EU and China reach deal over solar panels trade

Newsroom 29/07/2013 | 12:34

The EU and China agreed to set a minimum import price for solar panels, following weeks of negotiations, amid concerns that higher panel prices will collapse the European solar market, while European manufacturers are drawing out plans to oppose the decision at the EU General Court.  

EU Trade Commissioner Karel De Gucht said he was satisfied with the offer of a price undertaking – a commitment made by exporters to respect minimum import prices – made by Chinese solar exporters.

“We are confident that this price undertaking will stabilize the European solar panel market and will remove the injury that the dumping practices have caused to the European industry. We have found an amicable solution that will result in a new equilibrium on the European solar panel market at a sustainable price level,” said the commissioner on Saturday.

According to media reports, the minimum panel price would amount to 56 cents per watt of annual imports from China. This would apply to the first seven gigawatts of imported solar panels, with anything above this threshold incurring an average anti-dumping tariff of 47.6 percent.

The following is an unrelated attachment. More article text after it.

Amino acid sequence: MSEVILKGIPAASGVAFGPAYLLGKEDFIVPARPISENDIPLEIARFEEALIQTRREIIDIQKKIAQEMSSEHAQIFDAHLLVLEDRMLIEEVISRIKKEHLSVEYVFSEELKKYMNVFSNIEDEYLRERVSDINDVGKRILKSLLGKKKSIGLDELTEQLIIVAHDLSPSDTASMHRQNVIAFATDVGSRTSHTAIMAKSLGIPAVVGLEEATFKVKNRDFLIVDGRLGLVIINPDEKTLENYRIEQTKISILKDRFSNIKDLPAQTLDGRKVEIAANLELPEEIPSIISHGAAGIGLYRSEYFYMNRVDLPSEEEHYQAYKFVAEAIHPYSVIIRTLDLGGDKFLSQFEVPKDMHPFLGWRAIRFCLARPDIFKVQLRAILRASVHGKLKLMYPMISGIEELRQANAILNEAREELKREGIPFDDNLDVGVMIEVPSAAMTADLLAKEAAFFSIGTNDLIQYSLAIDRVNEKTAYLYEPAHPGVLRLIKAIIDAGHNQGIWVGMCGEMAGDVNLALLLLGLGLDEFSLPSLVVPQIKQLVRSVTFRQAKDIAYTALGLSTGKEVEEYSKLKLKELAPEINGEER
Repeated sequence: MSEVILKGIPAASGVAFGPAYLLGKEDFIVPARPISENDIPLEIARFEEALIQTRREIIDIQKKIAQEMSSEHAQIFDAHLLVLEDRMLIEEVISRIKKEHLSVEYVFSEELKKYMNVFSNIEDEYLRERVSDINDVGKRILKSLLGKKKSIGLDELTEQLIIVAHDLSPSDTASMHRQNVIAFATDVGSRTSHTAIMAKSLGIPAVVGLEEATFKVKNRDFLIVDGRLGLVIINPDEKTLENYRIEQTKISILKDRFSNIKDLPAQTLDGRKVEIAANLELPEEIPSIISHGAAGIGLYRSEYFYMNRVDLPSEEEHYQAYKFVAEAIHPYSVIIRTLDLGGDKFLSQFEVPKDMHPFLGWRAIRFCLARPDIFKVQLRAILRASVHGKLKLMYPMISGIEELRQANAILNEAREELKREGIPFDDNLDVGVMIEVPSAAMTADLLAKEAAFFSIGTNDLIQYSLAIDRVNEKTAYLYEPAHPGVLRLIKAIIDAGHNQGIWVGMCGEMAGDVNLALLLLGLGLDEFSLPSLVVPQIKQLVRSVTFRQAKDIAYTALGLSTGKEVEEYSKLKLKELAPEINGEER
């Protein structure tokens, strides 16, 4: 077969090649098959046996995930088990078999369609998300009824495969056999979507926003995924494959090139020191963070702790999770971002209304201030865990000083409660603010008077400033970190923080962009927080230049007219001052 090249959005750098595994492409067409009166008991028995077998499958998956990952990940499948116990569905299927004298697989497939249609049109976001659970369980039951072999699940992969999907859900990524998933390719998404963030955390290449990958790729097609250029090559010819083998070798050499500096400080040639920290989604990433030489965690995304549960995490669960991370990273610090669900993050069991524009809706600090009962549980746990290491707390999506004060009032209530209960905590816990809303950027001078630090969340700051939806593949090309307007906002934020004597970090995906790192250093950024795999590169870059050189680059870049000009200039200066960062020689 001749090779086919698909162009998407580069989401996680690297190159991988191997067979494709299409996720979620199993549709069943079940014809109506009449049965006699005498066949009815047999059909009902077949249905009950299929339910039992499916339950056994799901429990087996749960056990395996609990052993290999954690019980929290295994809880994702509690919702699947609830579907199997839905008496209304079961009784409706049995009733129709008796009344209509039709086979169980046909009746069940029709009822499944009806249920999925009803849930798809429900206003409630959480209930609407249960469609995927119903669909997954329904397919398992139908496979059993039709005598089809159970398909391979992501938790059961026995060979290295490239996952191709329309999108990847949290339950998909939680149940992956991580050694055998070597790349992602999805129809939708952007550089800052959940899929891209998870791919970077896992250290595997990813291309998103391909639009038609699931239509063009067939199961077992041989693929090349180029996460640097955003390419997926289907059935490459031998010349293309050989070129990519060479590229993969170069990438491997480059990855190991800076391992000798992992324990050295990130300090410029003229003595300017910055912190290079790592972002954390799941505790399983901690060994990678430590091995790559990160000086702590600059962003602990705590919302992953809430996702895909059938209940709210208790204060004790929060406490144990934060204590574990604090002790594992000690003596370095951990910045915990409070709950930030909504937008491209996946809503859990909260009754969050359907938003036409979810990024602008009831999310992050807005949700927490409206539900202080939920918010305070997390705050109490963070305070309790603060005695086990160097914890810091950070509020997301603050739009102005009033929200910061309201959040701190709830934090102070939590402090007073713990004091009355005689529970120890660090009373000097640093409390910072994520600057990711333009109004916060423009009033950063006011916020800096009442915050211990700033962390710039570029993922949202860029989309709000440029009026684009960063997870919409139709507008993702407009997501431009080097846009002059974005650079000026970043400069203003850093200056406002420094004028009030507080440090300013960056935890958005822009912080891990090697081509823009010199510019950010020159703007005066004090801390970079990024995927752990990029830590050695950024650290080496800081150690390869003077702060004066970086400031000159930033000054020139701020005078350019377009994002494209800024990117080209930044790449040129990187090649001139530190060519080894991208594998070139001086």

The Alliance for Affordable Solar Energy (AFASE) urged policy-makers to refuse any price increases as it would put European PV installers and project developers out of business.

“Price increase would accelerate what we have seen in past months, the reduction of a significant number of jobs throughout the solar value chain. Should the minimum price agreed between the EU and China be set too high, we would need to lay off staff in the EU and try to offer our solar expertise outside Europe where demand for solar energy is booming,” said Thorsten Preugschas, CEO of Soventix and chairman of AFASE. The AFASE comprises over 750 PV companies, representing more than 77,000 EU jobs. 

The EU ProSun, an association of European PV Manufacturers, is meanwhile preparing a legal battle against the trade deal.

“The agreement between the European Commission and China is contrary in every respect to European law. The agreement endangers the very existence of the European solar industry, which has already lost 15,000 jobs due to Chinese dumping and illegal Chinese state subsidies, and now is at risk of losing remaining producers in Europe,” said Milan Nitzschke, EU ProSun president.

The association accused the European Commission of failing to represent the interests of the European industry, arguing that “China appears to have blackmailed and mocked the EU”.  

Ovidiu Posirca

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